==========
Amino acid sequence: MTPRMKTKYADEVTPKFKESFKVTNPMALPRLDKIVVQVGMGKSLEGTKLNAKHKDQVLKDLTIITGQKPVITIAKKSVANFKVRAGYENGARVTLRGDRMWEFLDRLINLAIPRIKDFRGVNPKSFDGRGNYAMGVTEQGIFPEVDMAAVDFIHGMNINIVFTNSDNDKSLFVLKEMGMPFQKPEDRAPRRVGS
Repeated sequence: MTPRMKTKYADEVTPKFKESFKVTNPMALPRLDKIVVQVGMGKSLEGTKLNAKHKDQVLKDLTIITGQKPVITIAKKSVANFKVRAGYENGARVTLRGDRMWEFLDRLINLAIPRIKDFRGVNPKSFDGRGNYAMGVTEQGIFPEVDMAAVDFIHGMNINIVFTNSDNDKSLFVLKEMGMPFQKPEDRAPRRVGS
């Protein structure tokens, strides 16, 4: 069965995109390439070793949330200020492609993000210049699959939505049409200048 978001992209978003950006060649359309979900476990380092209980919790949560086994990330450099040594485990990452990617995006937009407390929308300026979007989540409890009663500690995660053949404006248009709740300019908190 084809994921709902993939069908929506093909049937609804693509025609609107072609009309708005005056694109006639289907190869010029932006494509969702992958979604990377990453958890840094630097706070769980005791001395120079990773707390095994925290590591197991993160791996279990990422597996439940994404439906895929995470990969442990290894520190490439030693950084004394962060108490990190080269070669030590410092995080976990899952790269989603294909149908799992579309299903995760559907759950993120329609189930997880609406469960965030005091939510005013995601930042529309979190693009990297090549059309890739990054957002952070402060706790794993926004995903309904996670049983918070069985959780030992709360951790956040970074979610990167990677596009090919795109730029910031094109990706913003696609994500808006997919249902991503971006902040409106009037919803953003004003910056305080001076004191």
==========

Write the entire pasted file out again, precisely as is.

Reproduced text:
Amino acid sequence: MTPRMKTKYADEVTPKFKESFKVTNPMALPRLDKIVVQVGMGKSLEGTKLNAKHKDQVLKDLTIITGQKPVITIAKKSVANFKVRAGYENGARVTLRGDRMWEFLDRLINLAIPRIKDFRGVNPKSFDGRGNYAMGVTEQGIFPEVDMAAVDFIHGMNINIVFTNSDNDKSLFVLKEMGMPFQKPEDRAPRRVGS
Repeated sequence: MTPRMKTKYADEVTPKFKESFKVTNPMALPRLDKIVVQVGMGKSLEGTKLNAKHKDQVLKDLTIITGQKPVITIAKKSVANFKVRAGYENGARVTLRGDRMWEFLDRLINLAIPRIKDFRGVNPKSFDGRGNYAMGVTEQGIFPEVDMAAVDFIHGMNINIVFTNSDNDKSLFVLKEMGMPFQKPEDRAPRRVGS
């Protein structure tokens, strides 16, 4: 069965995109390439070793949330200020492609993000210049699959939505049409200048 978001992209978003950006060649359309979900476990380092209980919790949560086994990330450099040594485990990452990617995006937009407390929308300026979007989540409890009663500690995660053949404006248009709740300019908190 084809994921709902993939069908929506093909049937609804693509025609609107072609009309708005005056694109006639289907190869010029932006494509969702992958979604990377990453958890840094630097706070769980005791001395120079990773707390095994925290590591197991993160791996279990990422597996439940994404439906895929995470990969442990290894520190490439030693950084004394962060108490990190080269070669030590410092995080976990899952790269989603294909149908799992579309299903995760559907759950993120329609189930997880609406469960965030005091939510005013995601930042529309979190693009990297090549059309890739990054957002952070402060706790794993926004995903309904996670049983918070069985959780030992709360951790956040970074979610990167990677596009090919795109730029910031094109990706913003696609994500808006997919249902991503971006902040409106009037919803953003004003910056305080001076004191």